2010-2014 For 5 years at Kalundborg, Inbicon process was repeatedly demonstrated: tested, refined, optimized, and proven during more than 15,000 hours of operation and data collection
2009-2015 10x model developed (1320 ton/day biomass), revised, optimized, ready for commercial projects

Renewable product solutions:
Grain-ethanol from existing facilities:
Used in place of gasoline, ethanol made from grain cuts greenhouse gas emissions (CO2) by 34%, toxics by 13%, carbon monoxide by 30%, and fine particulate matter (PM) by 50%.

Cellulosic ethanol from our biomass refineries:
Cellulosic ethanol is a 2-carbon alcohol identical to grain ethanol. Its molecular formula is CH3CH2OH.

Air-quality gains are identical to those described above, plus lower carbon-intensity scores for cellulosic ethanol made from wheat straw and corn stalks.

“Some fuels—such as those made from cellulosic biofuels—can reduce [auto] emissions by 80 percent compared to gasoline.”
—The Union of Concerned Scientists

Lignin from our biomass refineries:
To replace coal, Inbicon’s process yields a high-purity lignin, a solid renewable biofuel with this high-value characteristics:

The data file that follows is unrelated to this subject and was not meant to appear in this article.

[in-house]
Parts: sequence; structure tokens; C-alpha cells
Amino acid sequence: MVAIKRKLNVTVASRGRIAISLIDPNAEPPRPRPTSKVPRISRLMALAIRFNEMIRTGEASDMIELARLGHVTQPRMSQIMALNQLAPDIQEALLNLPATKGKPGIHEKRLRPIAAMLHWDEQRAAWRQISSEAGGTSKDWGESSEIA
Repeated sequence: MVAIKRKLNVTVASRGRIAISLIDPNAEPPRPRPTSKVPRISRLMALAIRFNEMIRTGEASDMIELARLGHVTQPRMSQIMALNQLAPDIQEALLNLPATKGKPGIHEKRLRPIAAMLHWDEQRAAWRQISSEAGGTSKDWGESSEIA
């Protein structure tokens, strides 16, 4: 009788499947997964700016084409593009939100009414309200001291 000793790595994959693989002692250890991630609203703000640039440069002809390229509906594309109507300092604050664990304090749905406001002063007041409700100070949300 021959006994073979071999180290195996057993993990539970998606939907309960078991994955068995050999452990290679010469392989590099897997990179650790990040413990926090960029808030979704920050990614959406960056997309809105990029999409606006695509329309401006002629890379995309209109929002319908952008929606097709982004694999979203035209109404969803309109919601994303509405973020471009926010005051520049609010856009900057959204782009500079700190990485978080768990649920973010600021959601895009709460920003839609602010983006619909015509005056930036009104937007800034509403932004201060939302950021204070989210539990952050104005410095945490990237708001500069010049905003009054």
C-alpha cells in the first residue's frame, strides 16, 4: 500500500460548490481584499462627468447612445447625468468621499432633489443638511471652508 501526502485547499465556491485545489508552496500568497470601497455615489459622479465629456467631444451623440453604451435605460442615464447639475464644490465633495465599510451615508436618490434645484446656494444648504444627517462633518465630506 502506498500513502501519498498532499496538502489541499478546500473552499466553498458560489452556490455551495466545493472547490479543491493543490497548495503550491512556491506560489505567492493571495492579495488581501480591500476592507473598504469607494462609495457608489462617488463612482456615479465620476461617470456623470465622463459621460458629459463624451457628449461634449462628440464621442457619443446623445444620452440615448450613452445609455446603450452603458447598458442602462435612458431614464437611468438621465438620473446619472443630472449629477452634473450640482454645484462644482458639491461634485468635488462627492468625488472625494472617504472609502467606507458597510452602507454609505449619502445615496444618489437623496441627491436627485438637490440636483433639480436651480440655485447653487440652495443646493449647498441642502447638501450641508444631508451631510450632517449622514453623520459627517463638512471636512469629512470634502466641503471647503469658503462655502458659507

• High burning value, comparable to Powder River Basin coal
  • High quality, clean, lowest sulphur content
  • Ready to use with no further purification
  • Lower corrosive properties than straw
  • Pellets highly resistant to water and humidity
  • Very durable
  • Easily stored and transported
  • Proven large-scale at DONG Energy power plants

Business solutions:
Leading a team-of-teams coalition, New Energy Blue is financing, developing, designing, engineering, constructing, and managing biomass refineries in order to turn them into low-carbon, high-profit, sustainable businesses.

Achieving project success creates confidence and support among lawmakers, regulators, the general public, and investors. This in turn generates greater investment, which finances more and more projects, which multiplies our power to create economic growth, break fossil-fuel monopolies, ensure greater energy diversity and fossil-free choice, enhance national energy security, leading to cleaner air and water for future generations.

Investor opportunities:
Investment-grade returns on New Energy Biomass Refinery projects.

Three-dimensional investing:
By focusing single-mindedly on refining biomass, New Energy can practice three-dimensional investing, which creates financial, societal, and environmental rewards. Investors reap handsome profits, rural communities see economic revitalization, and everyone benefits from not only cleaner air and water, but also atmospheric healing from reducing greenhouse gas emissions.

Research sources: EPA, EIA, Union of Concerned Scientists, RFA, Wikipedia, USDA, Ørsetd, and Leifmark’s proprietary findings.